Unions suppress opposition to closure of Belgian Ford plant
14 February 2013
The three trade unions at the Ford auto plant in Genk, Belgium have systematically sought to undermine any effective resistance by the workforce following the announcement in late October last year that the factory would be closed by 2014.
The 4,600 workers at the plant, as well as the approximately 5,000 employed at associated suppliers, reacted with outrage to the news of the scheduled shutdown. The unions, however, accepted the closure plans from the start and merely declared their intention to achieve a “costly social plan”.
Rohnny Champagne, the regional chairman of the Social Democratic trade union federation (ABVV [General Federation of Belgian Labour]-Metaal), promised “to sell our skin at a high price in negotiations”, although it is clear that what is being sold is the workers’ skin and not union officials’.
Many workers refused to agree to such a sell-out and organized spontaneous walkouts. The unions then intensified their cooperation with Ford management. Along with the ABVV, the Christian ACV [Confederation of Christian Trade Unions] and liberal ACLVB [General Confederation of Liberal Trade Unions of Belgium] have members in Genk. The unions immediately began negotiations with the company and demanded that workers return to work. Nevertheless, there have been a series of spontaneous protests and disruptions on the production line.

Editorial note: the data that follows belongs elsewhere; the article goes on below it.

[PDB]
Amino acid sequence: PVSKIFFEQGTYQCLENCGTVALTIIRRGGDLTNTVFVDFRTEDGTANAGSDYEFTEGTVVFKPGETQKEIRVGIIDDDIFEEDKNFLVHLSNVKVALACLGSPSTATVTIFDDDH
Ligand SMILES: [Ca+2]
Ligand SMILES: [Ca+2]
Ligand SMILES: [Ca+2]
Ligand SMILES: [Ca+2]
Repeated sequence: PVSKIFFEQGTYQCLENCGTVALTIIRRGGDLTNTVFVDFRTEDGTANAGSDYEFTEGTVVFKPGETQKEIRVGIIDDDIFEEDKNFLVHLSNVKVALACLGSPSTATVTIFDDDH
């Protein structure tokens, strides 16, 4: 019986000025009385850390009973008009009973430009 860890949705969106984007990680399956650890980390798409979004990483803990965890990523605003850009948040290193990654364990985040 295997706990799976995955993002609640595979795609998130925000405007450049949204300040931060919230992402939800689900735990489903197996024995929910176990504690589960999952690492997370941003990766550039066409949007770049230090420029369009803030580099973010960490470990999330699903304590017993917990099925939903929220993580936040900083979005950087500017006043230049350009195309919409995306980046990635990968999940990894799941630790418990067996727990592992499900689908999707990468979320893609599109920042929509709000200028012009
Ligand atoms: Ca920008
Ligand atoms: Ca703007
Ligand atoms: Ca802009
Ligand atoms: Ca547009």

The unions and management subsequently agreed the following process: after the first joint meeting, the negotiations were declared to have failed and a government-sponsored agency was established chaired by the mayor of Genk. To prevent further strikes and protests, the unions agreed to short-time working for the whole of December. This meant that workers had to sacrifice 40 percent of their salary.
A vigorous discussion then commenced within the workforce, in which the necessity for a strike and the “betrayal of the unions” were central issues.
At the end of 2012, workers were sent letters from the arbitrator requesting them to vote on the labour dispute.
The workers were given three choices: First, for a strike; second, for the production of 1,000 cars a day, plus a bonus of 40 percent for the remaining life of the plant; third, for daily production of 950 cars, with a bonus of 25 percent.
In an accompanying letter, Ford management warned that in the event of industrial action, strikers would not receive any form of aid from the government, nor could they claim anything from their own strike fund.